On the Witchcraft Trials
A common tactic of critics of Christianity (be they atheists or Muslims or whoever) is to drag up various episodes from the past and claim that Christianity is just as bloody a religion as any other. So if you are pointing out the bloody history of political atheism, or Islam, they will think they can silence you by mentioning the crusades, and so on.
One of the areas they will mention are the witchcraft trials, especially in Salem at the end of the 1600s. They will say: “See, your religion is evil and violent and must be rejected as a result”. But as with all such objections, the charges being thrown around are often quite different from what we find in reality.
Thus a number of considerations need to be kept in mind as we discuss this issue. The critics really need to be challenged here, and not allowed to get away with reckless accusations, many of which just do not hold water. So let me deal with a few important considerations here.
First, it must be said that much of this was not something biblical Christians can condone, and we simply have to say sorry for getting it wrong. Killing such people is not something commanded in the New Testament, and it was indeed a blemish on church history.
But some important provisos and qualifications need to be mentioned. In his important book, For the Glory of God, historian and sociologist of religion Rodney Stark offers this summary statement:
Few topics have prompted so much nonsense and outright fabrication as the European witch-hunts. Some of the most famous episodes never took place, existing only in fraudulent accounts and forged documents, and even the current ‘scholarly’ literature abounds in absurd death tolls.
The numbers mentioned have been all over the place. Various critics claim that the church killed millions of people as witches over the centuries. Some even claim ten million were killed. But some of the most recent estimates put the number of people killed for witchcraft at about 150 to 300 per year throughout all of Europe and North America, three quarters of whom were women.
Over a period of about 300 years, this comes to 40-100,000 people. Jeffrey Burton Russell is one authority on all this. Along with Brooks Alexander he wrote A History of Witchcraft: Sorcerers, Heretics, and Pagans. In his more popular volume Exposing Myths about Christianity he says this:
“The facts, as established by serious historians, show that the total number of alleged witches executed over two and a half centuries was about sixty thousand. About a third were men. Few of the executions were ordered by inquisitions; most were ordered by local authorities, and many of them were mob lynchings.”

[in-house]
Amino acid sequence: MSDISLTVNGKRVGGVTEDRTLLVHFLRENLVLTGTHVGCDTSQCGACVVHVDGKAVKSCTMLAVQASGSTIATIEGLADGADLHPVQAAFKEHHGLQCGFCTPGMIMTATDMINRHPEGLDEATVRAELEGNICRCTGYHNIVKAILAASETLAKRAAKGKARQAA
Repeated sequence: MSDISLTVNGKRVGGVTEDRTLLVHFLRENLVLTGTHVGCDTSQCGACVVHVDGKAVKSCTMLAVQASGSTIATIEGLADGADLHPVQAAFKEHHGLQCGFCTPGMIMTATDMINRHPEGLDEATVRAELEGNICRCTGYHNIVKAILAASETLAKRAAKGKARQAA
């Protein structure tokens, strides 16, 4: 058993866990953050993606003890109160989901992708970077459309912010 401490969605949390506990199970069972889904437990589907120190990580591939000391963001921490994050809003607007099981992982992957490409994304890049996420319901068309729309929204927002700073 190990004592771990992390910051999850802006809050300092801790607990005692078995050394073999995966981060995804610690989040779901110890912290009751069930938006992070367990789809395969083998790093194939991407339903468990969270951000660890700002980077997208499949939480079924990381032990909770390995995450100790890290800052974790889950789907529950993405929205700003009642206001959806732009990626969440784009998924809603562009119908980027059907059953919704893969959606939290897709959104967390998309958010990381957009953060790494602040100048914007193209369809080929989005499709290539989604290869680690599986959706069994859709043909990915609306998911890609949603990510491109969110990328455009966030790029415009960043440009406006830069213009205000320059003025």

Of course some 60,000 killed is still a lot of people. But it is nothing like the usual figures thrown around of many millions. And compare this with the deaths committed in the name of atheism. Soviet, Chinese and Eastern European communism is estimated to have killed 100 million people in the twentieth century.
Hitler’s campaign saw the death of 6 million Jews in a decade. Pol Pot of Cambodia killed around 3 million people in a year or two. And one can also contrast this with other societies which were indeed barbaric and bloodthirsty. The pre-Columbian Aztecs sacrificed about 15,000 people each year (out of a much smaller population base than Europe).
Moreover, it was often the case that lay people were leading the charge here. Church leaders were far from being usually involved in leading such activities. As historian Hugh Trevor-Roper said in The European Witch-Craze of the Sixteenth and Seventeenth Centuries, “in general the established church was opposed to the persecution [of witches].”
Or as Jonathan Burke puts it:
Historical facts demonstrate that the witch hunts were uncharacteristic of Christianity as a whole, though a belief in witches and witchcraft was common. The infamous ‘witch burning era’ is in fact confined to just 250 years of Christian history, and whilst large scale panics took place in many countries, it was rare for local church authorities to organize and initiate actual hunts.
The overwhelming majority of witch hunts and accusations were initiated by the common people, many of whom retained pagan superstitions which local Christian teachers often did little or nothing to correct (and sometimes encouraged). But the Christian attitude and response to witchcraft was by no means uniform across Europe, and church authorities in different countries (sometimes even in different regions), treated the issue in a variety of ways.